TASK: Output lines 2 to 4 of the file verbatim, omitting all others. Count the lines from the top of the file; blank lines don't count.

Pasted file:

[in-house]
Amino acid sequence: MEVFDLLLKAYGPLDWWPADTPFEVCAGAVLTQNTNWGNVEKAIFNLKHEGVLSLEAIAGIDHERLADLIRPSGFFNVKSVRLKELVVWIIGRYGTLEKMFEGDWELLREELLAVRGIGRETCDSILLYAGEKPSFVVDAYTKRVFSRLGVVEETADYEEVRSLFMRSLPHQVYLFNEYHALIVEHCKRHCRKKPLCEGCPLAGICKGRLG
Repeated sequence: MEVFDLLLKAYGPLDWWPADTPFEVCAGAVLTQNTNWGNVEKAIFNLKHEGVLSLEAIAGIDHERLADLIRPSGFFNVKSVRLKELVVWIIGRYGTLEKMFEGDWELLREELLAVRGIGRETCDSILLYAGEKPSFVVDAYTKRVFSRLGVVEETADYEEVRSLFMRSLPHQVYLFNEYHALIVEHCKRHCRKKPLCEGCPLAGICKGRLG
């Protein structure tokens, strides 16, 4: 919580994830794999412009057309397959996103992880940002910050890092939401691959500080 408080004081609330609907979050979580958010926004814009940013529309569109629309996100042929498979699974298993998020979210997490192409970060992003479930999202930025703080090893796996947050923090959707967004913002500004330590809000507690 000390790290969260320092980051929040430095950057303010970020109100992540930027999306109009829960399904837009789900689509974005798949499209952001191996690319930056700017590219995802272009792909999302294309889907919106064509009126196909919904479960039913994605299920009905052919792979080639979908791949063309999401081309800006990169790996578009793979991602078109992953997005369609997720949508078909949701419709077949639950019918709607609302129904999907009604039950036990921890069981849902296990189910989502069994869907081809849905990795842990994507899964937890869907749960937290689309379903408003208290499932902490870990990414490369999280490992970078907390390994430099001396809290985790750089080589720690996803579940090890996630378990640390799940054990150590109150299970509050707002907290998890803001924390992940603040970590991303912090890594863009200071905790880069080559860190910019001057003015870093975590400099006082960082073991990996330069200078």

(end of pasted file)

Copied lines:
Amino acid sequence: MEVFDLLLKAYGPLDWWPADTPFEVCAGAVLTQNTNWGNVEKAIFNLKHEGVLSLEAIAGIDHERLADLIRPSGFFNVKSVRLKELVVWIIGRYGTLEKMFEGDWELLREELLAVRGIGRETCDSILLYAGEKPSFVVDAYTKRVFSRLGVVEETADYEEVRSLFMRSLPHQVYLFNEYHALIVEHCKRHCRKKPLCEGCPLAGICKGRLG
Repeated sequence: MEVFDLLLKAYGPLDWWPADTPFEVCAGAVLTQNTNWGNVEKAIFNLKHEGVLSLEAIAGIDHERLADLIRPSGFFNVKSVRLKELVVWIIGRYGTLEKMFEGDWELLREELLAVRGIGRETCDSILLYAGEKPSFVVDAYTKRVFSRLGVVEETADYEEVRSLFMRSLPHQVYLFNEYHALIVEHCKRHCRKKPLCEGCPLAGICKGRLG
């Protein structure tokens, strides 16, 4: 919580994830794999412009057309397959996103992880940002910050890092939401691959500080 408080004081609330609907979050979580958010926004814009940013529309569109629309996100042929498979699974298993998020979210997490192409970060992003479930999202930025703080090893796996947050923090959707967004913002500004330590809000507690 000390790290969260320092980051929040430095950057303010970020109100992540930027999306109009829960399904837009789900689509974005798949499209952001191996690319930056700017590219995802272009792909999302294309889907919106064509009126196909919904479960039913994605299920009905052919792979080639979908791949063309999401081309800006990169790996578009793979991602078109992953997005369609997720949508078909949701419709077949639950019918709607609302129904999907009604039950036990921890069981849902296990189910989502069994869907081809849905990795842990994507899964937890869907749960937290689309379903408003208290499932902490870990990414490369999280490992970078907390390994430099001396809290985790750089080589720690996803579940090890996630378990640390799940054990150590109150299970509050707002907290998890803001924390992940603040970590991303912090890594863009200071905790880069080559860190910019001057003015870093975590400099006082960082073991990996330069200078």